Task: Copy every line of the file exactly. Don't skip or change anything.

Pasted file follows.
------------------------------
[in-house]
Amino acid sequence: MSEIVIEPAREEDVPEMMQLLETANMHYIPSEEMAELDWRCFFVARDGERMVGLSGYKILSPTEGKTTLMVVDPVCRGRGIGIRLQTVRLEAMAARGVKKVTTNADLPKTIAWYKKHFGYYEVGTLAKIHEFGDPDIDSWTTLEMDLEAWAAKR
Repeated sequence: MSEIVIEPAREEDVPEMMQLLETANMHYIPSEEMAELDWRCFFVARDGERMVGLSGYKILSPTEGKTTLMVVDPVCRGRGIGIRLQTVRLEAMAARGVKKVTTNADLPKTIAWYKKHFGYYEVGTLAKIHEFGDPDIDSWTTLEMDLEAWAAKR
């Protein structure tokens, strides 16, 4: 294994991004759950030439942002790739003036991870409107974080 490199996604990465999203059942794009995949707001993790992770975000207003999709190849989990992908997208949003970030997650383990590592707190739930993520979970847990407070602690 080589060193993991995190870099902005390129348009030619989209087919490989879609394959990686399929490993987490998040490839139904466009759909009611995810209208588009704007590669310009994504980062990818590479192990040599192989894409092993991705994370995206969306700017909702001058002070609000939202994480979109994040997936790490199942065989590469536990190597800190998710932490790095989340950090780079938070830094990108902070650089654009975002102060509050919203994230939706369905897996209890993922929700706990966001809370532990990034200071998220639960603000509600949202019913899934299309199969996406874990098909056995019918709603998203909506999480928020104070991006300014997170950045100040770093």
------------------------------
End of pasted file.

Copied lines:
[in-house]
Amino acid sequence: MSEIVIEPAREEDVPEMMQLLETANMHYIPSEEMAELDWRCFFVARDGERMVGLSGYKILSPTEGKTTLMVVDPVCRGRGIGIRLQTVRLEAMAARGVKKVTTNADLPKTIAWYKKHFGYYEVGTLAKIHEFGDPDIDSWTTLEMDLEAWAAKR
Repeated sequence: MSEIVIEPAREEDVPEMMQLLETANMHYIPSEEMAELDWRCFFVARDGERMVGLSGYKILSPTEGKTTLMVVDPVCRGRGIGIRLQTVRLEAMAARGVKKVTTNADLPKTIAWYKKHFGYYEVGTLAKIHEFGDPDIDSWTTLEMDLEAWAAKR
């Protein structure tokens, strides 16, 4: 294994991004759950030439942002790739003036991870409107974080 490199996604990465999203059942794009995949707001993790992770975000207003999709190849989990992908997208949003970030997650383990590592707190739930993520979970847990407070602690 080589060193993991995190870099902005390129348009030619989209087919490989879609394959990686399929490993987490998040490839139904466009759909009611995810209208588009704007590669310009994504980062990818590479192990040599192989894409092993991705994370995206969306700017909702001058002070609000939202994480979109994040997936790490199942065989590469536990190597800190998710932490790095989340950090780079938070830094990108902070650089654009975002102060509050919203994230939706369905897996209890993922929700706990966001809370532990990034200071998220639960603000509600949202019913899934299309199969996406874990098909056995019918709603998203909506999480928020104070991006300014997170950045100040770093």